15. Based on just one episode, it’s hard to tell how the series will unfold, but the mood, threatening, uneasy, a little kinky, is there, and that just might be enough.
  16. After two episodes, "The Boondocks" shows promise, defies categorization and, basically, could either evolve into a great show or become repetitive really fast.
  17. While you do have to wonder where the show will go from here, since it has the plot of a two-hour movie, not a 20-hour series, it has the benefit of being far more original and unpredictable than 90 percent of the new shows to hit the airwaves this fall.
  18. This enlightening series clearly has an agenda: to help addicts and their families set aside the guilt and anger associated with addiction long enough to do the concrete work of thoroughly treating the disease.
  19. On a scene-by-scene basis, this is a truly great show. Great actors working with a great script and bringing these really beautiful, thoughtful exchanges alive....But the big picture of Big Love, the overarching narrative, is weaker than these scenes would suggest.
  20. Games of make-believe might be useful, but otherwise, playtime is just a dangerous fantasy that gives children the illusion that their lives won't be a living hell when they grow up. Is that really fair? That's why it's so satisfying to watch as the kids realize that they have to work, and work is hard.
  21. The show has dispensed with a lot of the real-world elements that made it so coldly compelling.... On the other hand, though, that purging of minor characters is setting the stage for a bigger drama entirely: the showdown between Claire and Frank.... It is a satisfying, slow build, and one that feels not just 13 episodes in the making but three seasons--not just three seasons but 30 years--for the inscrutable Claire Underwood.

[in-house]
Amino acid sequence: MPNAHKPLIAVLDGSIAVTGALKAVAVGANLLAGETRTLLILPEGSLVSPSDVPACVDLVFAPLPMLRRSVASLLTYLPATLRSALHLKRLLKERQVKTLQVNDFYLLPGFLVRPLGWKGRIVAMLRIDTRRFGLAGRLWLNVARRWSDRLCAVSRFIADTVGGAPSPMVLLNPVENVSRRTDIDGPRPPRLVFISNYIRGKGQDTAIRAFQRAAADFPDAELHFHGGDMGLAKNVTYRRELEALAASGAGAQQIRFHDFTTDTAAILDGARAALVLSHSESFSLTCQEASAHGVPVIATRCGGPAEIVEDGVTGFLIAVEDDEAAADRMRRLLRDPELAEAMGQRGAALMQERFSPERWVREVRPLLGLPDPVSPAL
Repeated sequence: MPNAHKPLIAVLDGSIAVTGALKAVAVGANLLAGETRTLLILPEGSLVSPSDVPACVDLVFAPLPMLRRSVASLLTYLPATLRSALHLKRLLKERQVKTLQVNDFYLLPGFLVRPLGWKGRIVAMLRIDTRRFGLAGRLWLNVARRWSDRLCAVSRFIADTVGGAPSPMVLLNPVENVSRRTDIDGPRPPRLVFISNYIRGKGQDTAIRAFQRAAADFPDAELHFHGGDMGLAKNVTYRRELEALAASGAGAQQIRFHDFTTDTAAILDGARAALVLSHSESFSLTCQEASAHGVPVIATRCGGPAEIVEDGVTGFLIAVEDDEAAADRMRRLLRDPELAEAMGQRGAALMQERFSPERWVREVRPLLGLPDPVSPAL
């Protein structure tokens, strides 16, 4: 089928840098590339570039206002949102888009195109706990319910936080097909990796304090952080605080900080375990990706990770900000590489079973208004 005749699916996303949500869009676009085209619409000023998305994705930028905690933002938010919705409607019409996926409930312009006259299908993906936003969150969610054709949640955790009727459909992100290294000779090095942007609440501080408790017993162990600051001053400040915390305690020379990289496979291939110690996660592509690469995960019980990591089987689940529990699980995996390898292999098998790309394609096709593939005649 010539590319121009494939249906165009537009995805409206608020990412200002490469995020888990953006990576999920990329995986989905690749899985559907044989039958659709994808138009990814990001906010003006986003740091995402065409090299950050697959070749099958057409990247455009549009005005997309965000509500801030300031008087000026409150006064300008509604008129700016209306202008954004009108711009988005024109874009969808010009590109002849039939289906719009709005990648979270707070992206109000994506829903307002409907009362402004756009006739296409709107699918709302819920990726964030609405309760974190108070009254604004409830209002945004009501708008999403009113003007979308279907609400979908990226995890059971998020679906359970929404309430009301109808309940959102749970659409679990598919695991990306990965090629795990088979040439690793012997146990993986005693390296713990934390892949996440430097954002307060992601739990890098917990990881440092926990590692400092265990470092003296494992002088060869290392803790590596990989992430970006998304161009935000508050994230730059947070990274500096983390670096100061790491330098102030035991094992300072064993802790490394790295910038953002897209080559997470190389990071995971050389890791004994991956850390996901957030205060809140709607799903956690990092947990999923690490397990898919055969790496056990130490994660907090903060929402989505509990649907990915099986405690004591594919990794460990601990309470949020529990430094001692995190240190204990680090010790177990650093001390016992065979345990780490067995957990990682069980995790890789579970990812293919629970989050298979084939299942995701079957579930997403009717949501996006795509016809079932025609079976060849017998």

22. Hell on Wheels is a perfectly adequate piece of television with above adequate production values.
  23. Refreshingly, they try to convey their likability by being...likable.
  24. Needless to say, Kevin Spacey and Denis Leary are both lively and funny in their roles as members of Al Gore's team, but it's Laura Dern who really steals the movie with her hysterically self-involved portrait of Katherine Harris.
  25. If you are looking for some upscale junk-food--beautifully packaged, nicely performed, delectably plotted, but shot through with hot air and likely to make you queasy by the time you reach the end of the bag--look no further than NBC's soap-mystery Deception, which starts tonight, and is, at least for now, scrumptious.
  26. Ultimately, asking if Private Practice is good is like asking if a Twinkie is good. The answer is "No" and "Of course!" and, also, "Give me another one."
  27. The Walking Dead is extremely realistic about the decayed, vast, destroyed world, and dopily idealistic about its main character.
  28. The show could certainly stand to find some more rhythm to its comedy, as it hammers out the right tone for the tricky comedy of minimum-wage Middle America. It’s neither the wildly confident (and brilliant) “Carmichael Show” nor the wildly predictable (and bad) “Undateable,” both on the same network. But even its raw edges and sticking points are appealing.
  29. Although at times Hung unravels and feels as lost as Ray Drecker himself, its individual scenes present as darkly funny and disturbing a parable of the disheartening state of American culture as you'll find on the small screen.

Top Trailers